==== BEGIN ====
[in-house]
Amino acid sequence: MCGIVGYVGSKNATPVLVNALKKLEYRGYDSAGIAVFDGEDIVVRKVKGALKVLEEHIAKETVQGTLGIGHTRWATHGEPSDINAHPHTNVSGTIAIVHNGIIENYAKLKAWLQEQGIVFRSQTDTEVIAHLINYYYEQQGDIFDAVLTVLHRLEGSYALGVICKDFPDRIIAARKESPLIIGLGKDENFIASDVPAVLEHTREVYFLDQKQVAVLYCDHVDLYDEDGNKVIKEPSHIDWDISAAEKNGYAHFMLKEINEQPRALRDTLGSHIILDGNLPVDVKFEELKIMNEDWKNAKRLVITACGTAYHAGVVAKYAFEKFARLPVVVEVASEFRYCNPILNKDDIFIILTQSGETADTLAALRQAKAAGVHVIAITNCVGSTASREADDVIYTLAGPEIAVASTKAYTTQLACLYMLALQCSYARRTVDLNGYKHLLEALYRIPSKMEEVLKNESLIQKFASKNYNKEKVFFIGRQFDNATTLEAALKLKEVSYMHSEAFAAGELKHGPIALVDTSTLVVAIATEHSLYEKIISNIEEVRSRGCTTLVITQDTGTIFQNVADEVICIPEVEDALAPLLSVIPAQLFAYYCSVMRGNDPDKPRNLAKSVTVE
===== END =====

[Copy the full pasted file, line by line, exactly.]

[in-house]
Amino acid sequence: MCGIVGYVGSKNATPVLVNALKKLEYRGYDSAGIAVFDGEDIVVRKVKGALKVLEEHIAKETVQGTLGIGHTRWATHGEPSDINAHPHTNVSGTIAIVHNGIIENYAKLKAWLQEQGIVFRSQTDTEVIAHLINYYYEQQGDIFDAVLTVLHRLEGSYALGVICKDFPDRIIAARKESPLIIGLGKDENFIASDVPAVLEHTREVYFLDQKQVAVLYCDHVDLYDEDGNKVIKEPSHIDWDISAAEKNGYAHFMLKEINEQPRALRDTLGSHIILDGNLPVDVKFEELKIMNEDWKNAKRLVITACGTAYHAGVVAKYAFEKFARLPVVVEVASEFRYCNPILNKDDIFIILTQSGETADTLAALRQAKAAGVHVIAITNCVGSTASREADDVIYTLAGPEIAVASTKAYTTQLACLYMLALQCSYARRTVDLNGYKHLLEALYRIPSKMEEVLKNESLIQKFASKNYNKEKVFFIGRQFDNATTLEAALKLKEVSYMHSEAFAAGELKHGPIALVDTSTLVVAIATEHSLYEKIISNIEEVRSRGCTTLVITQDTGTIFQNVADEVICIPEVEDALAPLLSVIPAQLFAYYCSVMRGNDPDKPRNLAKSVTVE